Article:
The Ministry for the Environment wants councils to test the water quality of their beaches, lakes and rivers more regularly, following a survey showing many high-profile swimming spots are polluted.
A Consumer New Zealand water quality survey suggests nearly a third of the country's most popular swimming spots are unsafe.
The survey used a five-grade ranking system, ranging from very good to very poor, and the lowest ranking was awarded to 29% of the 501 beaches, rivers and lakes it collected data on.
Only 17% of the sites were awarded the top grade of very good.
The survey said some high profile beaches such as Waikanae Beach in Gisborne have a poor water quality rating, with pollution at such high levels it is rated as a danger to health.
Councils take weekly water samples during summer, but Environment Ministry spokesperson Todd Krieble said more frequent testing needs to be done to achieve reliable results.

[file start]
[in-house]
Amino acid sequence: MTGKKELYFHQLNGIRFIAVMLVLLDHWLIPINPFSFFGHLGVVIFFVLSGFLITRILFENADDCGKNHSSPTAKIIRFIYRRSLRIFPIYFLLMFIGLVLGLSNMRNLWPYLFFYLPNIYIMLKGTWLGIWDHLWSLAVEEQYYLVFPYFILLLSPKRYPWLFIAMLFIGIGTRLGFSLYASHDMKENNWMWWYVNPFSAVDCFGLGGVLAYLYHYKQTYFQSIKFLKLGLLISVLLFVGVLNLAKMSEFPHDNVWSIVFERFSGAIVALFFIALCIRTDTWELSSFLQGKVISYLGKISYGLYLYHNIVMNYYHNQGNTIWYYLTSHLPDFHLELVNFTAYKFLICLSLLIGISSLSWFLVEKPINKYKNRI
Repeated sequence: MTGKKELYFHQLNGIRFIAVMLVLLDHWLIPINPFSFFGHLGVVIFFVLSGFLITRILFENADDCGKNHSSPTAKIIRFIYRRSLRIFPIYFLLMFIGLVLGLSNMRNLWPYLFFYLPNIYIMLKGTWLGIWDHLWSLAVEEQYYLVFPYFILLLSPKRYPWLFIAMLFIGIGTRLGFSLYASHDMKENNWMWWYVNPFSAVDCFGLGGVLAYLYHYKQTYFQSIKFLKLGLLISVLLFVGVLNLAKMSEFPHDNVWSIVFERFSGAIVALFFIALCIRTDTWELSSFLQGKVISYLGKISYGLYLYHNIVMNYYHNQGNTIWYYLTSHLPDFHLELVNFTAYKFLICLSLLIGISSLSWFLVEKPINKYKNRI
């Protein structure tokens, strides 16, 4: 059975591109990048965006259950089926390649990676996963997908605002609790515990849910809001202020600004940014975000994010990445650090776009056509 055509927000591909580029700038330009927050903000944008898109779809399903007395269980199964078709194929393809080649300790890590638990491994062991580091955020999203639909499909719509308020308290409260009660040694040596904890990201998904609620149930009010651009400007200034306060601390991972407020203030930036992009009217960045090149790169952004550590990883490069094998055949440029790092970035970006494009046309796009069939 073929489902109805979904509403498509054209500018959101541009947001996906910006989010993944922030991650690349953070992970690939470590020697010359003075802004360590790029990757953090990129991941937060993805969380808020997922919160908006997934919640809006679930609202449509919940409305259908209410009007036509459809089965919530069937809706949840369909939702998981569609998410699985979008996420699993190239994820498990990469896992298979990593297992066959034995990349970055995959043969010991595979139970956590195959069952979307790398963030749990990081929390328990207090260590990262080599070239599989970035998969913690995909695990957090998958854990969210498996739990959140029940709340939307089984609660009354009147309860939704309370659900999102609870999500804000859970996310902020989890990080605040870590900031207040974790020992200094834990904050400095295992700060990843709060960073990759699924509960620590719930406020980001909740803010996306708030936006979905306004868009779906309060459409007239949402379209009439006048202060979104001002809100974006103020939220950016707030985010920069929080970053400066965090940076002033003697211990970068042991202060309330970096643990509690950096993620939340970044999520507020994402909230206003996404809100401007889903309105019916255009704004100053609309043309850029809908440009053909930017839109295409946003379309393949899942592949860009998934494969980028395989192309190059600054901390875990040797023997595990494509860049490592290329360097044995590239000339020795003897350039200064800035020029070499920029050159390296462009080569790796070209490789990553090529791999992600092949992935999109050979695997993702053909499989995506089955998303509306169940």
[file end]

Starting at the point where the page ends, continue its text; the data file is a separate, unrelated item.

Mr Krieble said 100 samples over five summers are needed to get a statistically valid grade. Single sampling tends to be less comprehensive, so the preferred option is the grading system.
Consumer NZ chief executive Suzanne Chetwin says regional and local councils need to consider making testing a priority since beaches are used by a wide variety of people.
"There's a high number of people who do get sick from going to the beach, quite surprisingly high numbers."
"These are campylobacter (or) cold- and flu-like symptoms. Some people may not even realise they have been affected and could put it down to something else."
Ms Chetwin says for a country promoting itself as clean and green the beaches should be a lot safer than they are, or at least it should be clearly stated how safe they are to swim in.
The Green Party says the Government needs to take action and strengthen Resource Management Act.
Co-leader Russel Norman says the issue is an embarrassment to New Zealand's clean and green reputation.